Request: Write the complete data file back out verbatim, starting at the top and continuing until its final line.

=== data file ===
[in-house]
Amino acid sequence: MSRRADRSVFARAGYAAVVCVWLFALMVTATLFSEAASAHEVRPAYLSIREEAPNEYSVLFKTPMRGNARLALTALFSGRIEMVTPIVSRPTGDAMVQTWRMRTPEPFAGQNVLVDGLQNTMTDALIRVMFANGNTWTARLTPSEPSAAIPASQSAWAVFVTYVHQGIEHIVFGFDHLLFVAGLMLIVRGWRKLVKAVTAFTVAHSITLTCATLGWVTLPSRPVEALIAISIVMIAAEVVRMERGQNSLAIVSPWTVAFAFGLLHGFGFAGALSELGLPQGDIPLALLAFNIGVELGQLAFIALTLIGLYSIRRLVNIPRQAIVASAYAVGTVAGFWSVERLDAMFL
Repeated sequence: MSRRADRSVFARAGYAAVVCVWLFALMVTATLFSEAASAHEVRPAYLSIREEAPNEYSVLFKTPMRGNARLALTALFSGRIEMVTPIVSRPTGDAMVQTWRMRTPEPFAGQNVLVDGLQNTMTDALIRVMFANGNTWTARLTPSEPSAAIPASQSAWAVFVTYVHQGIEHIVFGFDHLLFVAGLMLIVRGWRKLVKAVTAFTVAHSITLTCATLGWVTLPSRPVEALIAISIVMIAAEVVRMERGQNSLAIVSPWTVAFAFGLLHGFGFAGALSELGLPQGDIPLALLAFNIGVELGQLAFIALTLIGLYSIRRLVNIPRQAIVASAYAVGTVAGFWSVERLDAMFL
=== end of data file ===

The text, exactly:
[in-house]
Amino acid sequence: MSRRADRSVFARAGYAAVVCVWLFALMVTATLFSEAASAHEVRPAYLSIREEAPNEYSVLFKTPMRGNARLALTALFSGRIEMVTPIVSRPTGDAMVQTWRMRTPEPFAGQNVLVDGLQNTMTDALIRVMFANGNTWTARLTPSEPSAAIPASQSAWAVFVTYVHQGIEHIVFGFDHLLFVAGLMLIVRGWRKLVKAVTAFTVAHSITLTCATLGWVTLPSRPVEALIAISIVMIAAEVVRMERGQNSLAIVSPWTVAFAFGLLHGFGFAGALSELGLPQGDIPLALLAFNIGVELGQLAFIALTLIGLYSIRRLVNIPRQAIVASAYAVGTVAGFWSVERLDAMFL
Repeated sequence: MSRRADRSVFARAGYAAVVCVWLFALMVTATLFSEAASAHEVRPAYLSIREEAPNEYSVLFKTPMRGNARLALTALFSGRIEMVTPIVSRPTGDAMVQTWRMRTPEPFAGQNVLVDGLQNTMTDALIRVMFANGNTWTARLTPSEPSAAIPASQSAWAVFVTYVHQGIEHIVFGFDHLLFVAGLMLIVRGWRKLVKAVTAFTVAHSITLTCATLGWVTLPSRPVEALIAISIVMIAAEVVRMERGQNSLAIVSPWTVAFAFGLLHGFGFAGALSELGLPQGDIPLALLAFNIGVELGQLAFIALTLIGLYSIRRLVNIPRQAIVASAYAVGTVAGFWSVERLDAMFL